We went to see two things: the cloud forest and a quetzal. We saw one of those things.
The Resplendent Quetzal is the state bird of Guatemala. It lives up to its name. It has a dainty, yellow beak, an awesome mohawk, coral blue shoulders, a royal red belly, and a lime green forked tail that’s as twice as long as its body. It looks like, to me at least, the bird your kids would imagine after being asked to draw and color a tropical bird from some foreign country (see photo above, courtesy of Wikipedia). I’m hoping to see one in person one day….
(Since being in Guatemala, I’ve had this fantasy — which unfortunately demonstrates my ego; it’s also muy Colonel Kurtz of me — about a quetzal landing on my shoulder in some city centre and then the locals, shortly thereafter, declaring me king. The quetzal, which I’d name Buster, would remain on or near my should for the rest of my life and would become my best friend while the two of us guided Guatemala into the most advanced, progressive, and stable country in the world. We’d also eat a lot of Sponches together.)
No roosters necessary here. A varietal of birds will wake you every morning.
Great-tailed Grackles start the morning with a fire alarm. Followed by a mechanical clacking. Then finish with a broken bicycle bell honk. While they do this, they fan their great tails and flaunt their long necks, fawning for other grackles. Or perhaps the campers. Then Tropical Mockingbirds, a white and grey and fairly clandestine bird, until it’s time to call, will sing through its entire songbook of calls. This takes several minutes. Then finally, the clay-colored thrush, a drab, dirt-colored bird that’s risen to the distinction of the state bird of Costa Rica, will complete a variety of “pretty bird” whistles. These beautiful “noises” will wake you by six.
We’ve narrowed it down to three: Black-Capped Swallow, Northern Rough-winged Swallow, and/or White-throated Swift. Our guts, our eyes really, think it’s one of the swallows, based on wingspan alone. But we’re not sure. They are swift. And erratic. They zig and zag and dive and dash like dog fighters in Top Gun. They also get particularly active at dusk. Given their shape and flight patterns, they’re easy to confound with bats.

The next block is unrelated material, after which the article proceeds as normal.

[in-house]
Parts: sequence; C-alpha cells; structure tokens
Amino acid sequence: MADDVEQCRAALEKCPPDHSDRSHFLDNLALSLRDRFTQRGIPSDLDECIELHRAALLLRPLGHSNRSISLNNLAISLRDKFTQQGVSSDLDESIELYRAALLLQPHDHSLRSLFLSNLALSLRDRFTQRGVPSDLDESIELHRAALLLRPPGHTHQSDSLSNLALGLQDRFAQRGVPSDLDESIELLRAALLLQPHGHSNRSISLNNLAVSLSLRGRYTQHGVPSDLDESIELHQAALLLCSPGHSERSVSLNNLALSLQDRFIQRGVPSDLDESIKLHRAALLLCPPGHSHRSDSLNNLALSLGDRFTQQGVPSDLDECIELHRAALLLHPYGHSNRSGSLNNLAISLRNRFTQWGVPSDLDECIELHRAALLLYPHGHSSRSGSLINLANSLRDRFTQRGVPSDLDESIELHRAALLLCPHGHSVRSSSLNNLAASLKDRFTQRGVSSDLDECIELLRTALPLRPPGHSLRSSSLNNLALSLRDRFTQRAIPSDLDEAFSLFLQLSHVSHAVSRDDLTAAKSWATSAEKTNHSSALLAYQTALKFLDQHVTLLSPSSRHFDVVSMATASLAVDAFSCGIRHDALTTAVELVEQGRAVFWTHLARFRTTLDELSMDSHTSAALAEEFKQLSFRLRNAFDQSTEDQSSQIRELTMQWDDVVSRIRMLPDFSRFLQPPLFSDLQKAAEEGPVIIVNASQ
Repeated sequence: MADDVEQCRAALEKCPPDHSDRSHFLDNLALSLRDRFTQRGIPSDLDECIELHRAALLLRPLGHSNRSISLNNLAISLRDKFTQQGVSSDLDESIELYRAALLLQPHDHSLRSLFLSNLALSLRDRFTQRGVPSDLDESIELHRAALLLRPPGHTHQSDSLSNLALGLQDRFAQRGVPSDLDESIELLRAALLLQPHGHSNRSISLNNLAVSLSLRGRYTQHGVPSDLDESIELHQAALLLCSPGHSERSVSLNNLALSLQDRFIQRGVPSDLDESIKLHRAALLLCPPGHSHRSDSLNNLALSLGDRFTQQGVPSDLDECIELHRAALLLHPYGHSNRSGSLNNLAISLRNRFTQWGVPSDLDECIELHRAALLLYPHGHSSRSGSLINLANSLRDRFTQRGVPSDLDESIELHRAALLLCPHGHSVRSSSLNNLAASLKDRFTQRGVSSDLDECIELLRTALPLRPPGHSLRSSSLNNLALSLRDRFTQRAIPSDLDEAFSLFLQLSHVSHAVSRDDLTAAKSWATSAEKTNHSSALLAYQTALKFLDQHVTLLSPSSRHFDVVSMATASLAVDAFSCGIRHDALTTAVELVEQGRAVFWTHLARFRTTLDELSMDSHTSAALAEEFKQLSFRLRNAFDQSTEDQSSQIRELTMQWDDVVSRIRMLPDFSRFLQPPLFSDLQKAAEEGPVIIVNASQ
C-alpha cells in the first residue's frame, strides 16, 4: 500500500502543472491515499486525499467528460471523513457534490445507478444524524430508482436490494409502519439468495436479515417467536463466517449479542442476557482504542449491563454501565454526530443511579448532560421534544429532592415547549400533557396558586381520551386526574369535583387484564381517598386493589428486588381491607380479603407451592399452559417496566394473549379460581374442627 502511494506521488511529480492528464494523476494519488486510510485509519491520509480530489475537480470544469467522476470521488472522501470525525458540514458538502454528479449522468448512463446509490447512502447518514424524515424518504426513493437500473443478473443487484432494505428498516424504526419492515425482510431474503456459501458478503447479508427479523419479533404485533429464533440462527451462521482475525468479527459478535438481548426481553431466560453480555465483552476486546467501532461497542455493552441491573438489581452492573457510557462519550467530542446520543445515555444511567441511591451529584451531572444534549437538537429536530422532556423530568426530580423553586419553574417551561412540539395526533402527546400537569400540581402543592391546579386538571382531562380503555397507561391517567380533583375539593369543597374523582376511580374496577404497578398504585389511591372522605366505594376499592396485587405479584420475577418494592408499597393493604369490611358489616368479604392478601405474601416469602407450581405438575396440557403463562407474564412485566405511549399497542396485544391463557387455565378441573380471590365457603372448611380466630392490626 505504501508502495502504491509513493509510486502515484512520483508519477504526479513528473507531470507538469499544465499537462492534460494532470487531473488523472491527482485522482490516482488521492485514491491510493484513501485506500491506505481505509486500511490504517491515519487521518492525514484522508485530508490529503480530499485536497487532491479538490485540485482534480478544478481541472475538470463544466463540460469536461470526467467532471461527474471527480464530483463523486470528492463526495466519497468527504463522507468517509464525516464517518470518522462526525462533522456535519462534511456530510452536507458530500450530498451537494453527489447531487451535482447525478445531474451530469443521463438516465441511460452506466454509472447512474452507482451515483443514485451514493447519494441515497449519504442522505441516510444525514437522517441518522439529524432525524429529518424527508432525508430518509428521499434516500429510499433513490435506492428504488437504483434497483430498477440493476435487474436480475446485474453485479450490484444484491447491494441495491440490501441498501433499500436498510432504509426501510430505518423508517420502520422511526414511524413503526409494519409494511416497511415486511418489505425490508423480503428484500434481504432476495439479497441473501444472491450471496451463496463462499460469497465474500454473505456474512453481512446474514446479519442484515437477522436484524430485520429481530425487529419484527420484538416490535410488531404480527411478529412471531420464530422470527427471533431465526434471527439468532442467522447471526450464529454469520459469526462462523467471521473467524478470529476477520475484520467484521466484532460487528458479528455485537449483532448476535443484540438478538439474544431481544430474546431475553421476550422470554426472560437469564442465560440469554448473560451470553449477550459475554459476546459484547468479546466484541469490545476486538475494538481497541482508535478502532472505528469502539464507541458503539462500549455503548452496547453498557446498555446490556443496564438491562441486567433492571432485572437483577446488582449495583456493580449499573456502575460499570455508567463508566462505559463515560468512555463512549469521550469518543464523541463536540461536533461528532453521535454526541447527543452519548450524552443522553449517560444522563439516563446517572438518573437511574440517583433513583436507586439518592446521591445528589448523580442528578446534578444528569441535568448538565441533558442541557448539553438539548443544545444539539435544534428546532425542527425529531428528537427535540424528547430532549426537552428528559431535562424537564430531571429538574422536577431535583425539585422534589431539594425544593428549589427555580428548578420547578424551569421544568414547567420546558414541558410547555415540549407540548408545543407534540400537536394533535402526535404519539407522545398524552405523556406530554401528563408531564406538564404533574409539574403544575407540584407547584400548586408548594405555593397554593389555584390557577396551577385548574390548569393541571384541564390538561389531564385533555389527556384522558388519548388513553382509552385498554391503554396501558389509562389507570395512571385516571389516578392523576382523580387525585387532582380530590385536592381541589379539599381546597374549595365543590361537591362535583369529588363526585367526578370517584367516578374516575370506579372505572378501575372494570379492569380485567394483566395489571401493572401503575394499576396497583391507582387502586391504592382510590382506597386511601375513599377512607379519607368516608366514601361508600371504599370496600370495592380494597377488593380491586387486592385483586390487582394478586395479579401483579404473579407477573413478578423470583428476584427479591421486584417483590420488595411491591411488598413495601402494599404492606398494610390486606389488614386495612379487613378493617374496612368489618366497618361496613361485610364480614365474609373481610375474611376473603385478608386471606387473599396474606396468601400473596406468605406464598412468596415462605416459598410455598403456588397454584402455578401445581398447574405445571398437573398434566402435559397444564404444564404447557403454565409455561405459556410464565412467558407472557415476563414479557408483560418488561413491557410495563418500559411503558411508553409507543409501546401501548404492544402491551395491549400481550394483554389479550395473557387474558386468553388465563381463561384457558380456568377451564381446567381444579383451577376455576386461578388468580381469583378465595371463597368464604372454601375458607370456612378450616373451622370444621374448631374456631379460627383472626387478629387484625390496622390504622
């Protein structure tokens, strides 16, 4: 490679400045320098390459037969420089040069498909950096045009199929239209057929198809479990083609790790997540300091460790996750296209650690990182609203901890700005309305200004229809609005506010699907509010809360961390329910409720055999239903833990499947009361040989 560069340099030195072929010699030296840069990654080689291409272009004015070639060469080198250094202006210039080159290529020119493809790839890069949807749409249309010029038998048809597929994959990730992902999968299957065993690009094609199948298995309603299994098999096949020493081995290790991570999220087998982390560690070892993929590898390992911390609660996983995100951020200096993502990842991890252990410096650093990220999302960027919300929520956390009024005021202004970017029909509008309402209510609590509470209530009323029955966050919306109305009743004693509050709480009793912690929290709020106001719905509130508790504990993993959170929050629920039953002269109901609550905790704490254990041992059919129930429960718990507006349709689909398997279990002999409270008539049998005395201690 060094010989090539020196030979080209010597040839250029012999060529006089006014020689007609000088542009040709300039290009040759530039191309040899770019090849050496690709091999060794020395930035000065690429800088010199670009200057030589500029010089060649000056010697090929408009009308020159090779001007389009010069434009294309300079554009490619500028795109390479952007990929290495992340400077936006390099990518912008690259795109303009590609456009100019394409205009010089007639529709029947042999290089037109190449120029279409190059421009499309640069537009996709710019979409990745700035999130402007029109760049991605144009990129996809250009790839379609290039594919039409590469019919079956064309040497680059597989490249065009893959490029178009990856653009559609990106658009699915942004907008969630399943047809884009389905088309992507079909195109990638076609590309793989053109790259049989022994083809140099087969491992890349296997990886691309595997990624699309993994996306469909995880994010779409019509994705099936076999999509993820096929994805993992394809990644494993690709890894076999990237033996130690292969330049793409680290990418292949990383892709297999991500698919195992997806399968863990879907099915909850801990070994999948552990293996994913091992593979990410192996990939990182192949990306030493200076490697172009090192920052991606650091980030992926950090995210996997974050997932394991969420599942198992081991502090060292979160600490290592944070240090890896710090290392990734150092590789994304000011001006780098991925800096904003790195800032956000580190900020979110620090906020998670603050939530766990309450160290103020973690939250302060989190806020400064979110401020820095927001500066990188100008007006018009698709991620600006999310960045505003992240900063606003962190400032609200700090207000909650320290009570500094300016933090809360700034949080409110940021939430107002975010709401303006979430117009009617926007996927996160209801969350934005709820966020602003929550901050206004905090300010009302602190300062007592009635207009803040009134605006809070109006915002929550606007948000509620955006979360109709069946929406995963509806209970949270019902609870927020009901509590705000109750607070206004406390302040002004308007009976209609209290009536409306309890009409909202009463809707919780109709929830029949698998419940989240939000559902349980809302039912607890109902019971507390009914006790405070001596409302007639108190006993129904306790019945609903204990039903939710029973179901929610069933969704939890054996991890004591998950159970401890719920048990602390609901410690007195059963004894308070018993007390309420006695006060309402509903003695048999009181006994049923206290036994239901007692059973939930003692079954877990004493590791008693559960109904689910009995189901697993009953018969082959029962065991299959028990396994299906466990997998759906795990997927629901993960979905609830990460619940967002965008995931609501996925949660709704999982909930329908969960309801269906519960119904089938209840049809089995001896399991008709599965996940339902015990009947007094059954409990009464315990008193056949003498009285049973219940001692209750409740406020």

For the next three weeks and for last three weeks — yes, I’m behind with the posts — we’ve been staying at a campground slash hotel, Pasaj Cap. Check it out here. It was built from stones and wood harvested onsite, and designed by a French architect, Pierre, with modernist and minimalists proclivities. The landscaping is lush and vibrant. Hummingbirds flutter everywhere. I’ve seen both the Cinnamon and White-eared Hummingbirds just outside our windows.
La Nariz del Indio
We hiked Indian Nose, as the locals say to us gringos, yesterday. Didn’t see many birds. Our guide, Clemente, who is also our Spanish tutor, blamed that fact on the locals clearcutting the forests. I did, or at least I think I did, see a Blue-and-White Mockingbird — I wasn’t confident enough in the spot to claim it in my bird log. I was, however, impressed with the hike. Incredible, panoramic views of the lake (see below).
Quick list of other unique (to me at least) birds we’ve seen here: White-winged Dove, Bronzed Cowbird, Western Wood-Pewee, Yellow Warbler, Blue-gray Tanager, Rufous-collared Sparrow, and Black-venter Oriole. Hoping to see a lot more before we depart.